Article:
National Society United States Daughters of 1812, April 25, 1922.
The United States Daughters of 1812 was founded by Mrs. Flora Adams Darling on January 8, 1892. The present Society is the outcome of the General Society United States Daughters of 1812, which was the Society’s original name at its founding. The date of January 8 was chosen as it marks the anniversary of the Battle of New Orleans, which was a huge American victory and also the last major battle of the War of 1812. Mrs. Stephen Adams Webster of New York and Ohio, Mrs. A. Ramon Salas of New York and Georgia, and Mrs. Edward Irving Darling Jr., of New York and Washington, were the trinity who aided Mrs. Darling.
The initial meeting of the General Society United States Daughters of 1812 was held at the home of Mrs. Darling's son, Edward Irving Darling Jr., in Detroit, Michigan on January 8, 1892. At this meeting, the seal of the Society was adopted, Liberty Enlightening the World -- as were the motto, Liberty and Unity; the colors of the Society, blue and gray; and the badge, or Insignia, a star and anchor. In recognition of her service, the Society made Mrs. Adams an Honorary Life member of the Society.
The General Society United States Daughters of 1812 was incorporated in the State of Ohio, and the first known headquarters of the General Society was at the Everett House, in New York City. It is thought that during this time period, the Everett House may have been the location where Mrs. Darling resided, while in New York. The following names were listed on the early Charter:
Mrs. Flora Adams Daring, New York City
Mrs. William Gerry Slade, New York City
Mrs. Edward Roby, Illinois
Mrs. M. A. Ludin, New York City
Mrs. Helen Bailey, New Hampshire
Mrs. Alfred Russell, Michigan
Mrs. William Todd Helmuth, New York
Mrs. Nelson V. Titus, Massachusetts
Mrs. LeRoy Sunderland Smith, New York
The officers were as follows:
During the 1892 to 1897 time period, the following state societies were organized (in order of organization): New York - 1892, Mrs. William Gerry Slade, President; Louisiana - 1893, Mrs. John B. Richardson, President: Michigan – 1894, Mrs. Alfred Russell, President; Pennsylvania – 1896, Mrs. Louis W. Hall, President; and Massachusetts 1896, Mrs. Nelson V. Titus, President.
Recognizing the importance of securing the future of Society, Mrs. Adams began efforts to re-organize the Society and in 1897, she appointed Mrs. William Gerry Slade, of New York, as General Organizer. Mrs. Slade became the President of the now re-organizing Society. She resided at 332 West Eighty-Seventh Street, New York City, in which she used her home as the headquarters for the National Society.
Old post card that gives the address of the National Society U.S.D. of 1812, in New York City
Click on post card for larger view.
The work of re-organizing the Society continued for many years and was successfully carried out by Mrs. Slade. On February 25, 1901, the Society was incorporated by an Act of the United States Congress and approved by President William McKinley as the National Society, United States Daughters of Eighteen Hundred and Twelve. This was one of the first women's organizations to receive such a national charter and was also possibly the last bill signed by President McKinley. The following names are listed on the current Charter:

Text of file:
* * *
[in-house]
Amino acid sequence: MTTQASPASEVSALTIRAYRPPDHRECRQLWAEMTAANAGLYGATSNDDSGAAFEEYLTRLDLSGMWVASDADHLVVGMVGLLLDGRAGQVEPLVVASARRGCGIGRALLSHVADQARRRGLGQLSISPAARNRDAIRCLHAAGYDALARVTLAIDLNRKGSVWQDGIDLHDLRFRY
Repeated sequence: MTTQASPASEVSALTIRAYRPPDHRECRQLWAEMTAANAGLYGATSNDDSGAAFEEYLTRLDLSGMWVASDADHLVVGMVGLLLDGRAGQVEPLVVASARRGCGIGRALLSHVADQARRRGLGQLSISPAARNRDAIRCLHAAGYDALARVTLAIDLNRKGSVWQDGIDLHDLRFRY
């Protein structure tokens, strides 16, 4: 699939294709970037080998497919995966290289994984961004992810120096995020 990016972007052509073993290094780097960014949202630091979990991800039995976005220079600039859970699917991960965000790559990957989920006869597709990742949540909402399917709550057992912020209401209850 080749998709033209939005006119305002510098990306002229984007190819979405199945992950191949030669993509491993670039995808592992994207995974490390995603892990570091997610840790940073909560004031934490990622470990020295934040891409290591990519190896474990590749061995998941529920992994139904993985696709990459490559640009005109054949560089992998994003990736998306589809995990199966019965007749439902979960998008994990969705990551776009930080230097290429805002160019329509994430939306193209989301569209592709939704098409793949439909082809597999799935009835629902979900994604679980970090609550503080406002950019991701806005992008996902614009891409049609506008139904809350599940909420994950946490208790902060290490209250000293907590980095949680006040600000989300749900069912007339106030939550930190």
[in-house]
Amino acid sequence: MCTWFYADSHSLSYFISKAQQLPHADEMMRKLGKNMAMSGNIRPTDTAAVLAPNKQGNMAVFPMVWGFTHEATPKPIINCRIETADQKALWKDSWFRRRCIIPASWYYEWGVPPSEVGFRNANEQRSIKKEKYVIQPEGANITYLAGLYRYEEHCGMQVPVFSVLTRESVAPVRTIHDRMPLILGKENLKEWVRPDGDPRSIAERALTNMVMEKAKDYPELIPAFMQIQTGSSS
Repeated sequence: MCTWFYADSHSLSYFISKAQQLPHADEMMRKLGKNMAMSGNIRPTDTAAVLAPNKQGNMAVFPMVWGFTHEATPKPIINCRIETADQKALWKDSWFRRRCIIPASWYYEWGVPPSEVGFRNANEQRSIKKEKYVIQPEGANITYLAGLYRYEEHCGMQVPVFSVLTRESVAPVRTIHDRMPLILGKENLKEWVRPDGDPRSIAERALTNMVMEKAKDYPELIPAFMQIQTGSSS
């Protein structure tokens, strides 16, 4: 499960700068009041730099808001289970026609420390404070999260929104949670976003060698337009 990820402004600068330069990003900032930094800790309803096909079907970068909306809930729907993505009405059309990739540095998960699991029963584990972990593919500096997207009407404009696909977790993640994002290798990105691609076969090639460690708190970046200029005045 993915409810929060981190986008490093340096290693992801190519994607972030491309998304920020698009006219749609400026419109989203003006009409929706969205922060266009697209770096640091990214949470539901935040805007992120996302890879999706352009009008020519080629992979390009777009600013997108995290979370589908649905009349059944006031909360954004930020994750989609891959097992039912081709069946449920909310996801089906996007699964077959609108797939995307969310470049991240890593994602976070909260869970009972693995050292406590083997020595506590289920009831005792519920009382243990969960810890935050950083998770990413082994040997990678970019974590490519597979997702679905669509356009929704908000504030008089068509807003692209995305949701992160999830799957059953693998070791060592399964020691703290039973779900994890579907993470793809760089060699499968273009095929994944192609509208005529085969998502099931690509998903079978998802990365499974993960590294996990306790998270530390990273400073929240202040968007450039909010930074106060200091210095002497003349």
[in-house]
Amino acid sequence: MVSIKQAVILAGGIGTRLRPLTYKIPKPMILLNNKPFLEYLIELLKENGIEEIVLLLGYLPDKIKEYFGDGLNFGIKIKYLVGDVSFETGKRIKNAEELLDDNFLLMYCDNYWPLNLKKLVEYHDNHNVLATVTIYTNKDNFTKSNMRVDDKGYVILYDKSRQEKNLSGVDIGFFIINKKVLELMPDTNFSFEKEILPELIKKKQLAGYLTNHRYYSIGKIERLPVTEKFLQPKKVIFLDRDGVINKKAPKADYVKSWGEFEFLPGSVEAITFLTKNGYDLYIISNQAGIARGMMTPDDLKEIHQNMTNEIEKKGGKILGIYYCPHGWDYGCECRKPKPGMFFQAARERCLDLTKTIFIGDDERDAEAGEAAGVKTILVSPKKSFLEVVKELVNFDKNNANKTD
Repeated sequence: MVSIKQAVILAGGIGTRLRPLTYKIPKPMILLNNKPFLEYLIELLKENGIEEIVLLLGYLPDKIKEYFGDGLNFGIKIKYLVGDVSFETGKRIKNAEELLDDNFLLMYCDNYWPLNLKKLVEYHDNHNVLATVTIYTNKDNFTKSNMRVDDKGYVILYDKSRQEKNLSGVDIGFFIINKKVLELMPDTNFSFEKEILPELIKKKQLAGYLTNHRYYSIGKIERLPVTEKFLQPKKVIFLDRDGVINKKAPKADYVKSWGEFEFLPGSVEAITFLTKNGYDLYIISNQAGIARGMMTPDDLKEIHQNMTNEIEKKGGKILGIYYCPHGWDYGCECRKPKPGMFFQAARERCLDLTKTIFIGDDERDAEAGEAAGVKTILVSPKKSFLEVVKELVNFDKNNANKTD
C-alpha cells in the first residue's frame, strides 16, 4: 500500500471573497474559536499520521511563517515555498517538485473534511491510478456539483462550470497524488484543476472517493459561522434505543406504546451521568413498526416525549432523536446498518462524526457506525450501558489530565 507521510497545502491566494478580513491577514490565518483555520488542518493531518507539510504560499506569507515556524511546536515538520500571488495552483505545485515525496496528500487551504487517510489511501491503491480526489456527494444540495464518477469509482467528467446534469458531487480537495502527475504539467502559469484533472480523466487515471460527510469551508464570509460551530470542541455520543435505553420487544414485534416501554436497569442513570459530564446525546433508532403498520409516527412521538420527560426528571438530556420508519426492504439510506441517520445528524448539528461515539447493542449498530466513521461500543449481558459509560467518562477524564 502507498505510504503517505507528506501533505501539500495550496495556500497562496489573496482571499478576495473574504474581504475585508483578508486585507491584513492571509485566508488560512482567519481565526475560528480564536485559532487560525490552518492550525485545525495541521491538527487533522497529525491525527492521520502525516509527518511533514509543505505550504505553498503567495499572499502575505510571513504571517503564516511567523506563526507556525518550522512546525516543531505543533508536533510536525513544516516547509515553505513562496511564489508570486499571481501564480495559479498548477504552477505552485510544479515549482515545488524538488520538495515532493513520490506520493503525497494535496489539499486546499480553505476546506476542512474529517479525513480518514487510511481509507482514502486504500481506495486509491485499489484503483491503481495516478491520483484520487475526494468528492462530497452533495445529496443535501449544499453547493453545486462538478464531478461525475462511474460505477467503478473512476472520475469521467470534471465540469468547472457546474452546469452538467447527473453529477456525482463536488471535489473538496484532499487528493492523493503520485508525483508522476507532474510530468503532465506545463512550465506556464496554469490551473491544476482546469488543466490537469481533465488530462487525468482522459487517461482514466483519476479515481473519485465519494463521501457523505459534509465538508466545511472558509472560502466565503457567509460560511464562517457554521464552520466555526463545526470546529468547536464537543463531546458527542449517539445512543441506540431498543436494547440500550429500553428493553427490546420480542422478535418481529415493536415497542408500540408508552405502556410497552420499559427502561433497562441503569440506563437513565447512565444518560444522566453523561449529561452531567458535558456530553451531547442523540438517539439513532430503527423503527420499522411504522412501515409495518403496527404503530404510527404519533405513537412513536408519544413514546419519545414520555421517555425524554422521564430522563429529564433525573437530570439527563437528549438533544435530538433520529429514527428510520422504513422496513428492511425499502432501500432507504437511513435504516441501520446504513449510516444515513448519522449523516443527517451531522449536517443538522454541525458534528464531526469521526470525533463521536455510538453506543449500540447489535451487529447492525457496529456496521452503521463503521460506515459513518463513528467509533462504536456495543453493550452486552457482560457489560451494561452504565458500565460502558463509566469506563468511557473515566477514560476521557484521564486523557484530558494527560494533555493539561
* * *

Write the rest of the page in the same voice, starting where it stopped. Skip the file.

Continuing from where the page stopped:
Mrs. Flora Adams Darling, of New York
Mrs. William Gerry Slade, of New York
Mrs. Louis W. Hall, of Pennsylvania
Mrs. Edward Roby, of Illinois
Mrs. M. A. Ludin, of New York
Mrs. LeRoy Sunderland Smith, of New York
Miss Helen G. Bailey, of New Hampshire
Mrs. Alfred Russell, of
Mrs. William Lee, of Massachusetts
Mrs. William Tod Helmuth, of New York
Mrs. Nelson V. Titus, of Massachusetts
It was at this point in time when the Society developed into the Society of today. At the close of the administration of Mrs. William Gerry Slade in 1915, thirty-five State Societies had been organized, with an enrollment of 3, 758 members.
Emma Hardy Slade, a dear friend of Flora Adams Darling, recognized and shared the vision that Mrs. Adams had for the Society. With much work and perseverance, she succeeded in bringing that vision, to fruition. Mrs. Slade served as President of the National Society for a total of eighteen years, 1897-1915, making her the longest running President in the history of the Society.
On January 4, 1928, the National Society United States Daughters of 1812 purchased a three-story brick, Queen Anne style house at 1461, Rhode Island Avenue, NW, Washington D.C., to serve as the permanent headquarters of the National Society. In 1992, the Society purchased the late-Victorian house immediately next door, at 1463 Rhode Island Avenue, NW, Washington, D.C., to serve as a War of 1812 museum and library.
Members of the National Society, United States Daughters of 1812, between the ages of 18 to 35, are termed "Flora Adams Darling Daughters" in memory of our Founder.
Mrs. Flora Adams Darling
Founder and 1st President,
The Everett House, Union Square and 14th Street, NY City
Headquarters of the early General Society.
Clipping from The Brooklyn Daily Eagle (Brooklyn, New York)
8 Jan 1897, Friday. Click Here to view full size.
Mrs. William Gerry Slade
Organizing President National
332 West 87th Street, NY City, home of Mrs. William Gerry Slade and the early Headquarters of the
National Society United States Daughters of 1812
National Society United States Daughters of 1812, wtih Mrs. Harding, in front of the White House, April 26, 1921.
National Society United States Daughters of 1812, with President Coolidge, at the White House, April 26, 1927.